Wolves in the Great Lakes

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Places for wolves in the Great Lakes, © Defenders of WildlifeGray wolf recovery in the Great Lakes region after near-extirpation has been notably successful. In the 1960s, only a remnant population of 300 to 1,000 wolves limited to northeastern Minnesota remained. In 1978, wolves in Minnesota were listed as threatened under the Endangered Species Act (ESA), extending protections that allowed the population to expand naturally. Today, wolves are thriving in northern Minnesota and into northern and central Wisconsin and Michigan’s Upper Peninsula. According to the latest counts, gray wolves now total nearly 3,000 in Minnesota, 815 in Wisconsin and 696 in Michigan (U.S. Fish and Wildlife Service 2012).

The Potential

With the exception of an isolated population on Isle Royale off Michigan, wolf populations in the Great Lakes states are well-connected with one another and with populations in Canada. Individual wolves continue to disperse into areas with suitable habitat (see map on back), with recent sightings in northern lower Michigan.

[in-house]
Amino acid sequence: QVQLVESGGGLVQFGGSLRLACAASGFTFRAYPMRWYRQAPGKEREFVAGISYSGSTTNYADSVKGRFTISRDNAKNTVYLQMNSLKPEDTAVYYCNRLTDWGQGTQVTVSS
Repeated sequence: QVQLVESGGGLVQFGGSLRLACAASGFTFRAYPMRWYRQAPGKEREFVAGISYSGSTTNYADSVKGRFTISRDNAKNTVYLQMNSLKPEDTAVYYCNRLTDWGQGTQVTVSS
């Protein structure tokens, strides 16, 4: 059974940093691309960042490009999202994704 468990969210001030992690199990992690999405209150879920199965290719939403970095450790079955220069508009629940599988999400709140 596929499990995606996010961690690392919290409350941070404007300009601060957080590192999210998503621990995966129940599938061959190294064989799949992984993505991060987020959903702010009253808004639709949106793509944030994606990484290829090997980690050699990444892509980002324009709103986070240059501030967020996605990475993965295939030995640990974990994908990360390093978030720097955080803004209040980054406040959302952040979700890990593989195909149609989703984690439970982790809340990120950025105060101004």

The Challenges

In January 2012, the U.S. Fish and Wildlife Service (FWS) removed federal ESA protections for Great Lakes wolves. Although FWS will continue to monitor wolves for five years after delisting, Michigan, Minnesota and Wisconsin are now responsible for the management of their respective wolf populations.

As the states implement and revise their wolf-management plans, it is imperative that they take a careful and conservative approach to ensure continued viability into the future and to prevent backsliding on the significant achievement of wolf recovery. This approach should also be applied to the regulated public harvests initiated when the states took over wolf management. In addition, state agencies should maintain policies and provide funding that help reduce human-wolf conflicts through the use of proactive, nonlethal methods. 

Sound management, public education to increase tolerance, promotion of nonlethal methods to reduce conflicts with livestock and control of illegal poaching will assure a lasting future of recovery for Great Lakes wolves.

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Gray Wolf, © Angelique Rea
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